אמר ליה כי משתבע אדעתא דידן משתבע ואנן לא מסקינן נפשין אשומשמני
Rav Ashi said to him: When he takes an oath, he takes an oath based on our understanding, which is that of an ordinary person, and we do not entertain the possibility in our mind that he is referring to ants [shumshemanei]. Therefore, if he took an oath in that manner, it is assumed that he referred to people, like those that left Egypt.
ועל דעתא דנפשיה לא עביד איניש דמשתבע והתניא כשהן משביעין אותו אומרים לו הוי יודע שלא על תנאי שבלבך אנו משביעין אותך אלא על דעתינו ועל דעת בית דין לאפוקי מאי לאו לאפוקי דאסיק להו לאיסקונדרי ואסיק להון שמא זוזי
The Gemara asks: And does a person not take an oath according to his own understanding? There are times when one takes an oath with a particular stipulation in mind or intends a special meaning to his words. But isn’t it taught in a baraita: When the judges administer an oath to one who claims he paid a debt, they say to him: Know that we do not administer an oath to you based on a stipulation in your heart, i.e., you cannot claim that you are taking the oath based on a condition you have in mind. Rather, your oath is taken based on our understanding and on the understanding of the court. The Gemara clarifies: What does the phrase that they say to him: Based on our understanding, come to exclude? Does it not serve to exclude a case where one gave the debtor tokens [iskundarei] from a game, and in his mind he gives them the title of coins and takes an oath that he returned these coins, which is the truth based on his unspoken thoughts.
ומדקאמר על דעתינו מכלל דעביד אינש דמשתבע אדעתא דנפשיה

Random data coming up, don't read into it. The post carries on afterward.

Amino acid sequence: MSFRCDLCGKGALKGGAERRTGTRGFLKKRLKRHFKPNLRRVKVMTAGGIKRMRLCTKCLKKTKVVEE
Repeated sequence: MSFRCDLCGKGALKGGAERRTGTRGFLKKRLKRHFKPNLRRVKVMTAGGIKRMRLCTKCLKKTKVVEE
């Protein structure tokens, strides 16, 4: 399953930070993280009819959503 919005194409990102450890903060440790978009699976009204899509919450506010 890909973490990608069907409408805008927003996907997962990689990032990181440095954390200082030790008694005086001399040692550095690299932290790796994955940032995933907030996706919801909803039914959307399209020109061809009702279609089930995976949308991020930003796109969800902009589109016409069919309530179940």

The Gemara clarifies its question: And since the baraita says that the oath taken in court is: According to our understanding, by inference it means that a person commonly takes an oath according to his own understanding and the oath would take effect according to his intent. Therefore, such a practice must be specifically excluded when taking an oath in a court.
לא לאפוקי מקניא דרבא דההוא גברא דהוה מסיק בחבריה זוזי אתא לקמיה דרבא אמר ליה ללווה זיל פרע לי אמר ליה פרעתיך אמר ליה רבא אם כן זיל אישתבע ליה דפרעתיה
The Gemara responds: No, this warning comes to exclude a case similar to that cane of Rava, in which a person attempts to deceive the court but does not necessarily utilize his own terminology, as there was a certain man who claimed money from another. He came before Rava to adjudicate the case. The creditor said to the borrower: Go repay me your debt. The borrower said to him: I already repaid you. Rava said to him: If so, go take an oath to him that you repaid him.
אזל ואייתי קניא ויהיב זוזי בגויה והוה מסתמיך ואזיל ואתי עליה לבי דינא אמר ליה למלוה נקוט האי קניא בידך נסב ספר תורה ואישתבע דפרעיה כל מה דהוה ליה בידיה
The borrower went and brought a hollow cane, and placed the money inside it, and was leaning upon it, and went leaning upon it to the court. He said to the lender: Hold this cane in your hand so that I can take an oath while holding a Torah scroll. The borrower took the Torah scroll and swore that he had repaid the entire sum that had been in his possession.
ההוא מלוה רגז ותברה לההוא קניא ואישתפך הנהו זוזי לארעא ואישתכח דקושטא אישתבע
That creditor then became angry upon hearing the borrower taking a false oath and broke that cane, and all of those coins placed inside fell to the ground. And it turned out that he had taken the oath in truth, since he had returned all the money at the time of the oath by giving him the cane with the money inside. However, this was a deceitful tactic, as he intended that the creditor return the cane and the money in it to him after he had taken the oath. In order to prevent this kind of deception, the one taking the oath is warned that he must take the oath according to the understanding of the court.